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LÖVÅSEN PETROGLYPH CENTER - Paper Covers Rock Assembly building 1:100



Site plan 1:2000




Rock art has been created in many cultures, independently of one another, around the world. The desire to figuratively depict life’s events is universal, as can be seen in Bronze Age cultures in Tanum as well as Val Camonica. The opportunity for insight into our global common denominators, is highly valued. UNESCO recognizes these World Heritage Sites’ outstanding value to humanity to equal that of Roman & British Aqueducts and Gothic cathedrals.

Houses in Val Camonica

Ships in Tanum


Access route

Visitor entry route The harsh granite and archaic tools creates by emergence, catalysed by the hands of Bronze Age Man, a peculiar aesthetic. The depictions are thus coherent in their varying motifs.

Trapezoidal wood pieces with chamfered edges

Walkway support joint Detail C-C 1:5

Rock carving shelter 1:100

The pieces are joined in pairs to form arrow-shaped elements

Multiple elements constitute the Miura Ori pattern

Repeated sideways to support the assembly building.

The multi-faceted facade forms a stage for the daylight to create a play of shadow.





Wood is another global common denominator. Crafted even by archaic cultures into objects necessary for their day-to-day existence, the material today reaches higher expressive potential through digital manufacturing processes and CNC milling. Cross-bracing with cables at either end of the tunnel-shaped structure provide lateral stability. Also, the structural organization simplifies possible expansion of the shelter due to increased capacity demands or exposure of more instances of art.

Lövåsen Rock Carving Center serves a complimentary function to Vitlycke Museum in Tanum. The investigation of Bronze Age culture in Bohuslän is carried out by studying rock carvings on site. As an aggregate of repeated units, the shelter is distinctly separate from the many instances of art across the rock face. The topography creates a natural place for an archaeologist to provide information to visitors.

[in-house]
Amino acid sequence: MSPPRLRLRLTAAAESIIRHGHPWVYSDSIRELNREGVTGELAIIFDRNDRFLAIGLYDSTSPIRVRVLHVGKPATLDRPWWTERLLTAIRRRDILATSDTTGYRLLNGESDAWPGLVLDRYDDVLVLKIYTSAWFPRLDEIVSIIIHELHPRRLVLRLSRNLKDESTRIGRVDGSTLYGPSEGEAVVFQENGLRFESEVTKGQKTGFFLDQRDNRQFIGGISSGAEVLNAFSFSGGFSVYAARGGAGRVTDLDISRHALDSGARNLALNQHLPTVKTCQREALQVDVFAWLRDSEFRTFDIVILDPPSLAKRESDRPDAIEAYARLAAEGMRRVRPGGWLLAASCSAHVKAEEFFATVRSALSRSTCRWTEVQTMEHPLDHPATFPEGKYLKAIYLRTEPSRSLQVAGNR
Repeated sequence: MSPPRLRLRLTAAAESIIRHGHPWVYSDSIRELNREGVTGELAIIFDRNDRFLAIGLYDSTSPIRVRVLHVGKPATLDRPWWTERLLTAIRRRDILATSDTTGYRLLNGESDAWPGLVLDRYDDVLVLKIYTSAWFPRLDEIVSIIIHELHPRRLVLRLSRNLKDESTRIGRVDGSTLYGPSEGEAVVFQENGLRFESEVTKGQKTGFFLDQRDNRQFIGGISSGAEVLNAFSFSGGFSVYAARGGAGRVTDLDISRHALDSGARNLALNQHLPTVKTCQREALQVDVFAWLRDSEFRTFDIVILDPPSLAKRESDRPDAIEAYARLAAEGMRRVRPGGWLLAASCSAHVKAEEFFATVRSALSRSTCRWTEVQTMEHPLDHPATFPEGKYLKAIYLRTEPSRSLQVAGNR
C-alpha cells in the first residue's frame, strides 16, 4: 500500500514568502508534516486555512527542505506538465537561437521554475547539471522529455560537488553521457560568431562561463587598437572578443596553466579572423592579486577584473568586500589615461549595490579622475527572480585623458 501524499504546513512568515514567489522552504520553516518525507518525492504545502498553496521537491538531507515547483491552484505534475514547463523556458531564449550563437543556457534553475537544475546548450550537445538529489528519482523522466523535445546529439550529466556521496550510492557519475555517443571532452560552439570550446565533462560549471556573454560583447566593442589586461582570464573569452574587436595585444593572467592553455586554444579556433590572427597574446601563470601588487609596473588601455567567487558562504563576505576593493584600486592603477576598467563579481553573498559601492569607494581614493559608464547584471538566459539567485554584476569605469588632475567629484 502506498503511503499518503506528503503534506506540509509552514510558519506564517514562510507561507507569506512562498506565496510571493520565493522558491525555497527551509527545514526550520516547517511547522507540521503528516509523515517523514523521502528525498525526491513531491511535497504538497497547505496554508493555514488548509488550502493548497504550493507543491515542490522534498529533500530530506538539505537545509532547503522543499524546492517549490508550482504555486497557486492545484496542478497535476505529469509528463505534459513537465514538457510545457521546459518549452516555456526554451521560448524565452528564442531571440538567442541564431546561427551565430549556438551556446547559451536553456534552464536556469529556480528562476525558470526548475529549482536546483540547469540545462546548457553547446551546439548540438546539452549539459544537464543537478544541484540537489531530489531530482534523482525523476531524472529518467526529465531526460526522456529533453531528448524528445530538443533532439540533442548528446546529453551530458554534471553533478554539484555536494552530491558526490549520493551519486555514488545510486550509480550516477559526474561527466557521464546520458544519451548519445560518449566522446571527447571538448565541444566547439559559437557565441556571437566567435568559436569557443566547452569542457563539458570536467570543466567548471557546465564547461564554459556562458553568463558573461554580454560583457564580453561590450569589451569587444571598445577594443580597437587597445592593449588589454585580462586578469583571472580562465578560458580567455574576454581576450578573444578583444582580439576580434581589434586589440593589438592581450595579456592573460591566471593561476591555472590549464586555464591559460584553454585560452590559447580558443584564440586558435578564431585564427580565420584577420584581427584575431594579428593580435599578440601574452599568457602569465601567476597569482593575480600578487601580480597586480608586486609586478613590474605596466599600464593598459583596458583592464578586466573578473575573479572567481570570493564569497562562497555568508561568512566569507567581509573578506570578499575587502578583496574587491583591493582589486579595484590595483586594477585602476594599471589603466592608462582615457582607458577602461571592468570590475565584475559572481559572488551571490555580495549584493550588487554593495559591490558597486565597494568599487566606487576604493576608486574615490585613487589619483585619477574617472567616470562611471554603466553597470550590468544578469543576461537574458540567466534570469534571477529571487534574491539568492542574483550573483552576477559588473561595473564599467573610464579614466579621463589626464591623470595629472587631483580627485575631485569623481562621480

A building for studies of the rock carvings should be aesthetically distinct from them. Therefore, in place of material causes, a pattern idea is the superior cause of the building’s expression. The idea is in this case found in the Japanese art of rigid origami. Through regular folding a simple sheet of paper is granted a distinct structure. Abstracted from its material, only the actual idea, i. e. the folding pattern, remains.

Regular origami patterns are applied to cross-laminated wood sheeting to create a family of structures. The assembly building is composed from a traditional Yoshimura pattern where the wood elements are triangleshaped. The rock carving shelter is composed of isosceles trapezoids, assembled to a similar structure. The geometrical structural elements provide a contrasting backdrop to exhibited pieces of rock art. The walkway linking the two buildings, and also leading around the rock panel, is based upon the Miura Ori pattern.

Section perspective B-B

Section A-A


C Olof Tydén ARK 295 Architecture and optimized structures 2011-01-26

Concept models


Paper Covers Rock

Response group

Light studies

Presentation model

One of the concept models, as interpreted by Jonas

Relationship between rock face and structure; function of spaces. Clarifying the sloping topography.



Assembly building

Rock carving shelter


traditional Yoshimura pattern

modified Yoshimura pattern

Miura Ori pattern

The nodes are extended into new lines, which are folded as ridges. The valley folds are also extended to comply with this displacement.

Parallell serrated folds, alternately ridge and valley.

Two sets of parallell diagonal lines form the ridges. The nodes in which the diagonal lines intersect form points along vertical lines. These lines constitute valleys. ridge

The vertical folds also alternate between ridge and valley for every serration to enable the simultaneous folding.




The dxf-file is imported into the folding software, which folds in steps. Halfway to the finished structure, and the convex crosssection is apparent.

Origami tradition doesn’t allow cuts, but in this case some kind of entrance was required. The building was already oriented with regard to enabling views through panoramic windows. The logical step was to create top-hinged doors, each composed of two facets.

A single arch is individually folded.

This pattern does not produce a convex crosssection like the Yoshimura. Hence it is suited to form a structure extended horizontally.

The multiplied arches are arranged radially around a common centre, to match the site topography.

When repeated lengthways, it serves as supports for the walkway. Repeated sideways, it forms supports for the assembly building.

Petroglyph Center  
Petroglyph Center  

3rd year project Architecture & Engineering Chalmers University of Technology